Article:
On Saturday night in Paris, sporting history was made as the South African men's rugby team, better known as the Springboks, clinched the Rugby World Cup for a record-breaking fourth time.
In defeating their greatest rivals, the All Blacks, 12-11, they also became only the second team ever to defend the title, which they won in Japan four years ago, at the expense of England.
They were led to both titles by captain and Christian believer Siya Kolisi, who has regularly taken opportunities on the pitch, during interviews and on social media to praise and thank the Lord Jesus and dedicate everything to him.
Bruce Nadin, a sports chaplain who pastors in South Africa at Stellenbosch FC, has been able to track Kolisi's story of "full surrender to Christ".
"His growth as a disciple of Jesus has been amazing. It's so easy to go out on the field, you know, and say, I give all the glory and honour to God, et cetera, et cetera when you're winning. But what I'd say about Siya is that he's authentically trying to live out his faith.
"The biggest impact I believe he's having is not so much with his words, but actually, with his actions as a leader, both on the field, but I think across the nations. He is a real symbol of hope."
"He never ceases to highlight the challenges the country faces and how far it still needs to go to become everything God wants it to be. And I think, in that sense, his faith is lived out in a very real way. He's an incredibly humble guy."
Kolisi was raised by his church-going grandmother after his father left home when he was young. He has spoken publicly at Hillsong events about how his father would abuse his mother and how, aged five, he would find his mother's teeth on the street.
His family could rarely afford food or clothes for school and he would wear his Aunt's shoes to school. His grandmother and mother both passed away in his school years.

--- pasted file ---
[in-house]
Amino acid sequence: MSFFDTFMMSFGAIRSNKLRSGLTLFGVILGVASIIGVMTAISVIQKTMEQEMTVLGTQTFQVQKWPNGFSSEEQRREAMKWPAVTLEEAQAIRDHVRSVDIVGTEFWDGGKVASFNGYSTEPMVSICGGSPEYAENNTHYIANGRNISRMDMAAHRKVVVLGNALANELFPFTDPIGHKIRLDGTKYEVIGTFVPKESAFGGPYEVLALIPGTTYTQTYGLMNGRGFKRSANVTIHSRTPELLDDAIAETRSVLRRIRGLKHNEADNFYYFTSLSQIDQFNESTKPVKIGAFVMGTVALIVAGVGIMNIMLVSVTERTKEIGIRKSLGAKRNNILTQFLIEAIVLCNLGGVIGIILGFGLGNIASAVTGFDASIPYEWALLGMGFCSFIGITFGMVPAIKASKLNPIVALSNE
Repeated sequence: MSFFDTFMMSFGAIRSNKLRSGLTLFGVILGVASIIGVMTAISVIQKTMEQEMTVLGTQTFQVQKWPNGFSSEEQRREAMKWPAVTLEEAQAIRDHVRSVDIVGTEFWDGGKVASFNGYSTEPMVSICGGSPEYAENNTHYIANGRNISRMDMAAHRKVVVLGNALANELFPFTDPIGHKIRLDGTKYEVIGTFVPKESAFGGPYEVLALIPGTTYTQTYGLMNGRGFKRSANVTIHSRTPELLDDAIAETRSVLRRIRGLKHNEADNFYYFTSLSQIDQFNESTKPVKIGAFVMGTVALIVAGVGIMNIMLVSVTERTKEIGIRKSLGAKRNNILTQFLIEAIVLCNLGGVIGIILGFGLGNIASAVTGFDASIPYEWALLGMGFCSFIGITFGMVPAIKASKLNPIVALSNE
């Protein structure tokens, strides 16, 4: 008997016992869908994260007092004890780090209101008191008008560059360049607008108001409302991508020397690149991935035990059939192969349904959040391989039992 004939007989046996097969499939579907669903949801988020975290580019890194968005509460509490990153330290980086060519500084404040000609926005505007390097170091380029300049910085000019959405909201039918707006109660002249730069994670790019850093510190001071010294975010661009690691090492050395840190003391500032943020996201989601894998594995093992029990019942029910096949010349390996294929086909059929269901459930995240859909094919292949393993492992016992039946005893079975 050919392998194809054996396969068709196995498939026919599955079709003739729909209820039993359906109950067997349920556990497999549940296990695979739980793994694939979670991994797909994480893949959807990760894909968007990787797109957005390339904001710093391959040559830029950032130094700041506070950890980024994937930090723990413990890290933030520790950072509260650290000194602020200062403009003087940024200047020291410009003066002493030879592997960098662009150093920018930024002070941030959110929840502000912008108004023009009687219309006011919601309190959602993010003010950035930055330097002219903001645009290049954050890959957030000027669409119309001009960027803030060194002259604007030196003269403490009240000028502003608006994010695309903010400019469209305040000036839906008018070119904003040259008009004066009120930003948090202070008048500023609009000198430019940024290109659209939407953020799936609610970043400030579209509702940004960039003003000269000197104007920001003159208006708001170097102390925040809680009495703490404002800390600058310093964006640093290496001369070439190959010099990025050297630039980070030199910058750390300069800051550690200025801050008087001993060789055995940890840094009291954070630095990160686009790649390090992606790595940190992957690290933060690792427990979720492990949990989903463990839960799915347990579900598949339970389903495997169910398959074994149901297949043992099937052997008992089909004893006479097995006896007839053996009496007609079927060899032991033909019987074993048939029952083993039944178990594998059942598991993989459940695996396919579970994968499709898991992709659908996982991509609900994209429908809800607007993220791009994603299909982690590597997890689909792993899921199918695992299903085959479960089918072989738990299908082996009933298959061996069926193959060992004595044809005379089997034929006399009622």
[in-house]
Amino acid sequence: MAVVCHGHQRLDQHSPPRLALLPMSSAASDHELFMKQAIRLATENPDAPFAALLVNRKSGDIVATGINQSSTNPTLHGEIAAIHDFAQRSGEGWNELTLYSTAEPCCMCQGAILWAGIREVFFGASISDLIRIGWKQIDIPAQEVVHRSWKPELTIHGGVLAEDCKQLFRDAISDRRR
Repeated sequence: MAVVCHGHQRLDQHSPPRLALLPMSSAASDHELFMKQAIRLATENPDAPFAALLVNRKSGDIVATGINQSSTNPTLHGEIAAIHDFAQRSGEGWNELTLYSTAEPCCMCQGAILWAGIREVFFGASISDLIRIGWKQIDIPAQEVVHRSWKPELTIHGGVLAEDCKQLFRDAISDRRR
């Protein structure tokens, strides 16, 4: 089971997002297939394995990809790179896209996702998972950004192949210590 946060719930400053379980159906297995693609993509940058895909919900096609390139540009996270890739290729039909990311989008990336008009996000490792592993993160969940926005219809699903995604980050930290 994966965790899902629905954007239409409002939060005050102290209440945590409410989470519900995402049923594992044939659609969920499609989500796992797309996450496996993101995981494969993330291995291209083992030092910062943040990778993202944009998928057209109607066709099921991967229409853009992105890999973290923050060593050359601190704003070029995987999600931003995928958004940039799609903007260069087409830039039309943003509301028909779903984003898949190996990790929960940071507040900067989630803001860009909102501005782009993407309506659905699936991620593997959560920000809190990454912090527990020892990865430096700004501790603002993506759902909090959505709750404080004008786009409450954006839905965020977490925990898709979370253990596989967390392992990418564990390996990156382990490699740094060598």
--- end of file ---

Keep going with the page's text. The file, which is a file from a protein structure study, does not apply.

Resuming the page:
In 2015, Kolisi recommitted to following Christ, whom he credits his grandmother modelling to him for the very start of his life, but he admitted he felt he had turned his back on. He has been honest about battles with alcohol and told BBC Sport in a 2021 interview: "I want people to know that I'm a sinner".
Nadin told Pemier that Christian fans and media must be careful to avoid putting Kolisi on a pedestal.
"A [South African] Christian magazine a couple of years ago had a headline with him on the front, and it said, 'The hope of the nation', and I know Siya would say he's not. Jesus is the hope of the nation, and as a sports chaplain who mentors and disciples Christian athletes, I think we need to remember he's still a young man, and he's had to spend the last eight, nine years of his life with an incredible profile, incredible responsibility.
"And largely speaking, he's handled that really well. But to place that level of expectation on him when the job's already been done by Jesus, I think it's a little bit unrealistic."
Prior to the pandemic, Nadin organised The Locker Room, a series of events for sports people to gather privately to worship together, hear testimony from a fellow athlete, and then have a word of encouragement from God's Word.
Nadin said Kolisi, who was in attendance a number of times, appreciated the rarety of being able to focus purely on Christ without distraction.
"I think he enjoyed just coming and the focus being on Jesus. So that was the whole aim for us when we organise these events, so the high profile guys could come into the space because sadly, even in our churches here in South Africa, often the guys will go to church and they'll get jumped on by people attending the church, having pictures taken, wanting autographs.
"To be able to create a space where they're not the centre of attention, where they can just be themselves, was really important for us."
Nadin says Christians need to remember that sportspeople, however much they are celebrated, require the same prayers as all other believers.
"We're just ordinary, everyday pilgrims seeking to work out what it means to follow Jesus, carrying our own baggage, you know, our own defaults towards particular sins.
"And often, our athletes attempt to do this in the public spotlight. And sport, particularly contact sports, is emotional. And it doesn't always bring the best out in us in the moment, as our characters get tested. And I think we actually have to pray for ourselves that we don't judge too harshly. What do we do when somebody cuts us up on the road? How do we react in our cars or in other situations where things don't go our way?
"So I'd say pray for them. Pray that they wouldn't find their identity primarily in their performance or in what people say about them, or in their celebrity or in what they possess. But that they would find it secure in the person of Jesus."